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The Girl Gone International, Michelle Ibarra

Mar 9, 2018

I’m Michelle, I’m originally from San Diego, California but my life abroad began almost ten years ago in Buenos Aires, Argentina. After that, I lived in Seoul for a 2-year stint, and it was an amazing first stop in Asia. It was fashionable, fast-paced, and people were friendly. I had always glamorized Europe growing up so decided to save up my last few months in Seoul and move to Europe for a sabbatical. Before moving, I researched online for women’s communities in the places I would be traveling to, as I was terrified to move alone.

I happened to come across the first issue of Girl Gone International magazine. There was one specific story about a woman who had travelled for two months with her family and a small crew on a freight boat from Hong Kong to Spain. She had completely disconnected from the outside world, and everything and everyone she knew. I was inspired by such bold independence. I wanted to do the same! After that, I wrote a few articles for GGI about my life in Seoul, so when I finally did make the move to Amsterdam, the founder of GGI, whom I had only Skyped with a few times before, picked me up at the airport and showed me around as if we had been friends for years.


My time in Europe revolved around meeting up with women Anne Scott introduced me to through Facebook, and lots of eating, drinking, and sightseeing. It was the first time I had ever really travelled alone, and it wasn’t so scary, thanks to GGI. I promised Anne Scott that when I moved back to Asia I would help her grow Girl Gone International and that I did. In the past five years GGI has expanded to a total of 23 cities across Asia & Oceana, beginning in Seoul and most recently in Hua Hin, Thailand. Globally, the GGI community spans a total of 140 cities all over the world. My role with GGI in Asia & Oceana has been managing cross-border teams, digital content creation, social media marketing, event organization and more, all in my free time.

[Ed's Note: more on the Girl Gone International community right here.]

On top of GGI, I am involved in many other women’s communities and some of my best friends are leaders of other women communities abroad and here in Shanghai. Living abroad has given me such an appreciation for the power of community and I find myself dedicating so much of my time to building and supporting communities. Most recently it’s been Safe Haven Shanghai, a new organization that will help domestic abuse victims in the international community. We are set to launch soon so please follow up with me if you’d like to get involved. Safe Haven Shanghai is going to change the landscape for life in China. Safety is a HUGE concern, especially as a woman, and especially as an expat. I have heard countless firsthand stories from women in the community about how they have been abused and have nowhere to turn and no one to help them. It is always devastating, and I had never known what to do or say.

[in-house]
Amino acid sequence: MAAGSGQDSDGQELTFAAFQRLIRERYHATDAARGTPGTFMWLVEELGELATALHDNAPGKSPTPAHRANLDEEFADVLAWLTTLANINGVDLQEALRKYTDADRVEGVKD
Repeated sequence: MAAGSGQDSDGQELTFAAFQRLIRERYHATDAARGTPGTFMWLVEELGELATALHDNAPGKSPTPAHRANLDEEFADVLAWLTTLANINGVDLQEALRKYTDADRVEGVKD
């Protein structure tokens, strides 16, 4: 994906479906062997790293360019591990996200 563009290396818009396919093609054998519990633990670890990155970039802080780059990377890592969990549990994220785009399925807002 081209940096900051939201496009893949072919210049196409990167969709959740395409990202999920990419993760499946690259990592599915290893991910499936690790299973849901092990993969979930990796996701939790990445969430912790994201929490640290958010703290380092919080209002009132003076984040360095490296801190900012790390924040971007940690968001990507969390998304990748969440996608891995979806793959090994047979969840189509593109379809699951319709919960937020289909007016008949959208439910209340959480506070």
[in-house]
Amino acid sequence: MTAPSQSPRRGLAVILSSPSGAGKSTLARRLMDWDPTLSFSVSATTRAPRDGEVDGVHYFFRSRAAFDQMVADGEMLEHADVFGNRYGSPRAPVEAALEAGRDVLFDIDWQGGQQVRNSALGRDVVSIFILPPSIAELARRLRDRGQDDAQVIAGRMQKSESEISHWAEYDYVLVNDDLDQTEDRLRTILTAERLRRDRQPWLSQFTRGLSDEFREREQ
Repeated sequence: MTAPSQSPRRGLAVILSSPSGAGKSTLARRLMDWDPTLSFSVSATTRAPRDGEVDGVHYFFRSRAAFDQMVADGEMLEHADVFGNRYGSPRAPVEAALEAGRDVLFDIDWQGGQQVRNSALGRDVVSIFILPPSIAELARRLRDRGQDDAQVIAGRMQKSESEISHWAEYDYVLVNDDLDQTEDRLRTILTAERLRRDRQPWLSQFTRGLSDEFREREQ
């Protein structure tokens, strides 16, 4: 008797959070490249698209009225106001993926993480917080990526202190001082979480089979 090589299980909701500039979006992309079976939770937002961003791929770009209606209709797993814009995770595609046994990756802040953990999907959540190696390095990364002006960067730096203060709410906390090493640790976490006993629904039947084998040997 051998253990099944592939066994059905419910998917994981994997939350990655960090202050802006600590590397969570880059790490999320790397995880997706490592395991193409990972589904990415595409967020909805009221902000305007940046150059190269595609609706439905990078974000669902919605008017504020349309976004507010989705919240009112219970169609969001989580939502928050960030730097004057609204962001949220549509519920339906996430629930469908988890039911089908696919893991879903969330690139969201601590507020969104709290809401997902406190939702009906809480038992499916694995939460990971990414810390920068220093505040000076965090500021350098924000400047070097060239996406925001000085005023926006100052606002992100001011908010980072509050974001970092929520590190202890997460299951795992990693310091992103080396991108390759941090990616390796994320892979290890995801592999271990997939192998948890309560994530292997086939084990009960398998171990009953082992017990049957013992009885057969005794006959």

This is when I approached Gwen Cardno, the Deputy Consul General for the U.S. Consulate and asked her for advice. She mentioned Safe Haven Shanghai and I knew right then, I wanted to be involved. Being a board member for SHS is something I never expected, but I'm glad I can use what experience and connections I have to help the community.


I’ve also been involved with TEDxShanghaiWomen and TEDxPuxi for the past two years, holding different positions on the committee. I also teach a few mornings a week at an international school and I am a co-founder at a design consultancy dedicated to bringing modern and minimalist design elements to China. My partner and I started our design consultancy, TONIK, after seeing the plethora of poorly designed event flyers shared on WeChat constantly, and feeling a constant desire to decorate our lanehouse with cool artwork.

When I’m not working on projects that involve the numerous communities I’m involved with in Shanghai, I am brunchin’ and brunchin’ hard. It is my favorite meal and every weekend I try to go somewhere new. My current favorite is Highline, holy hell their chicken & waffles and that sexy sexy rooftop. An oldie but goody is Liquid Laundry, the vibe, the drinks, the location and huge portions of fatty food.

When I am not gorging myself with food and drink, I exercise at F45 at the Jiashan location as it’s a great full-body workout and time goes by in a heartbeat. Also, I’ve been dabbling in using essential oils for preventive healthcare because living in Shanghai has taken such a toll on my skin and hair, oh and stomach (thanks street-food vendors, don’t do it! Unless your stomach is made of steel). I am also mildly addicted to shopping. Affordable and quality shops that aren’t big brands are hard to come by, so whenever I find one, I stick to the place like glue. Favorites I've found include: MissySkins, Okra for jewelry, and Zurita for coats [Ed's Note: Zurita's where she bought that fab red coat].


All these reasons are what makes Shanghai so special to me, the great communities, the endless opportunities and countless places popping up to eat, drink, shop, and explore. Honestly, Shanghai has something for everyone, it’s the perfect place to discover yourself and try out new things and all the while a community will be there championing you to grow. Shanghai has been my home since I arrived four years ago, and it will continue to be for years to come.



[Shanghai Famous]:

Shanghai Famous is a SmartShanghai column focusing on people out there in the city makin' the scene. They're out there around town, shaping Shanghai into what it is, creating the art, culture, and life around us. We asked them what's good in Shanghai. We asked them what's bad in Shanghai. We asked them to tell us more, more, more about their wonderful selves.

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